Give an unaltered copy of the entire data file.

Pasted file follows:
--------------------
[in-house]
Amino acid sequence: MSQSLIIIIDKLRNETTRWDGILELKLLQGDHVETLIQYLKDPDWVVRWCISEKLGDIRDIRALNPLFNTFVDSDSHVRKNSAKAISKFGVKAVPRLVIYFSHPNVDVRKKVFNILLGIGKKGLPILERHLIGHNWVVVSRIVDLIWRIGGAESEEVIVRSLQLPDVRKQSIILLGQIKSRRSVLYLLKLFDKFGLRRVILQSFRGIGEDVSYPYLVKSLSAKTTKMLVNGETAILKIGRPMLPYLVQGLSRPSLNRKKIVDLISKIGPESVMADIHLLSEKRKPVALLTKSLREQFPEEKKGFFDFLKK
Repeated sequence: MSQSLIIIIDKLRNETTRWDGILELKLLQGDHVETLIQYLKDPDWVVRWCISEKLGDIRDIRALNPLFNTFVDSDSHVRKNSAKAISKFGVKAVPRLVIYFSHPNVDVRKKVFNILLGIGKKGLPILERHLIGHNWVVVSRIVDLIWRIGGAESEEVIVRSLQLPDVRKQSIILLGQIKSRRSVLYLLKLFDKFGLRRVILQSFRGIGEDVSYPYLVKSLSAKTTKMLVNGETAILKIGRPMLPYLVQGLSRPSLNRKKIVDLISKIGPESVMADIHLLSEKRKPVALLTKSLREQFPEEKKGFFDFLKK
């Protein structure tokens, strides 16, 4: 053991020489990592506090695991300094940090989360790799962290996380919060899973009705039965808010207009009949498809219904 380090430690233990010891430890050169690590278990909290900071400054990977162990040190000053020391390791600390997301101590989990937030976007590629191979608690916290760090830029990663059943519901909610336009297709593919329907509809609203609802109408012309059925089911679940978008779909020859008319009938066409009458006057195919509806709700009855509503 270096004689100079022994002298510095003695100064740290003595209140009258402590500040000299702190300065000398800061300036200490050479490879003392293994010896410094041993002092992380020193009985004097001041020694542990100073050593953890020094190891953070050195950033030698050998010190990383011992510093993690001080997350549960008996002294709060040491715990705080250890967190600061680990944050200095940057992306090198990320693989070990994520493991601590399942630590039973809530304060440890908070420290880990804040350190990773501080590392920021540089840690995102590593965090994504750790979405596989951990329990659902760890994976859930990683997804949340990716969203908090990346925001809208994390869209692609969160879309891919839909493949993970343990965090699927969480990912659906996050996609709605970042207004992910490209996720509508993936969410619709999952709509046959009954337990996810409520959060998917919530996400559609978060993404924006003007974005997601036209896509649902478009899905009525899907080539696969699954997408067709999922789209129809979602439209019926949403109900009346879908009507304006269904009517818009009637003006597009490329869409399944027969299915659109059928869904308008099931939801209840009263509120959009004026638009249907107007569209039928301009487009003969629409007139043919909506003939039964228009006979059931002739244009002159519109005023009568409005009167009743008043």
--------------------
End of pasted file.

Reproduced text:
[in-house]
Amino acid sequence: MSQSLIIIIDKLRNETTRWDGILELKLLQGDHVETLIQYLKDPDWVVRWCISEKLGDIRDIRALNPLFNTFVDSDSHVRKNSAKAISKFGVKAVPRLVIYFSHPNVDVRKKVFNILLGIGKKGLPILERHLIGHNWVVVSRIVDLIWRIGGAESEEVIVRSLQLPDVRKQSIILLGQIKSRRSVLYLLKLFDKFGLRRVILQSFRGIGEDVSYPYLVKSLSAKTTKMLVNGETAILKIGRPMLPYLVQGLSRPSLNRKKIVDLISKIGPESVMADIHLLSEKRKPVALLTKSLREQFPEEKKGFFDFLKK
Repeated sequence: MSQSLIIIIDKLRNETTRWDGILELKLLQGDHVETLIQYLKDPDWVVRWCISEKLGDIRDIRALNPLFNTFVDSDSHVRKNSAKAISKFGVKAVPRLVIYFSHPNVDVRKKVFNILLGIGKKGLPILERHLIGHNWVVVSRIVDLIWRIGGAESEEVIVRSLQLPDVRKQSIILLGQIKSRRSVLYLLKLFDKFGLRRVILQSFRGIGEDVSYPYLVKSLSAKTTKMLVNGETAILKIGRPMLPYLVQGLSRPSLNRKKIVDLISKIGPESVMADIHLLSEKRKPVALLTKSLREQFPEEKKGFFDFLKK
């Protein structure tokens, strides 16, 4: 053991020489990592506090695991300094940090989360790799962290996380919060899973009705039965808010207009009949498809219904 380090430690233990010891430890050169690590278990909290900071400054990977162990040190000053020391390791600390997301101590989990937030976007590629191979608690916290760090830029990663059943519901909610336009297709593919329907509809609203609802109408012309059925089911679940978008779909020859008319009938066409009458006057195919509806709700009855509503 270096004689100079022994002298510095003695100064740290003595209140009258402590500040000299702190300065000398800061300036200490050479490879003392293994010896410094041993002092992380020193009985004097001041020694542990100073050593953890020094190891953070050195950033030698050998010190990383011992510093993690001080997350549960008996002294709060040491715990705080250890967190600061680990944050200095940057992306090198990320693989070990994520493991601590399942630590039973809530304060440890908070420290880990804040350190990773501080590392920021540089840690995102590593965090994504750790979405596989951990329990659902760890994976859930990683997804949340990716969203908090990346925001809208994390869209692609969160879309891919839909493949993970343990965090699927969480990912659906996050996609709605970042207004992910490209996720509508993936969410619709999952709509046959009954337990996810409520959060998917919530996400559609978060993404924006003007974005997601036209896509649902478009899905009525899907080539696969699954997408067709999922789209129809979602439209019926949403109900009346879908009507304006269904009517818009009637003006597009490329869409399944027969299915659109059928869904308008099931939801209840009263509120959009004026638009249907107007569209039928301009487009003969629409007139043919909506003939039964228009006979059931002739244009002159519109005023009568409005009167009743008043």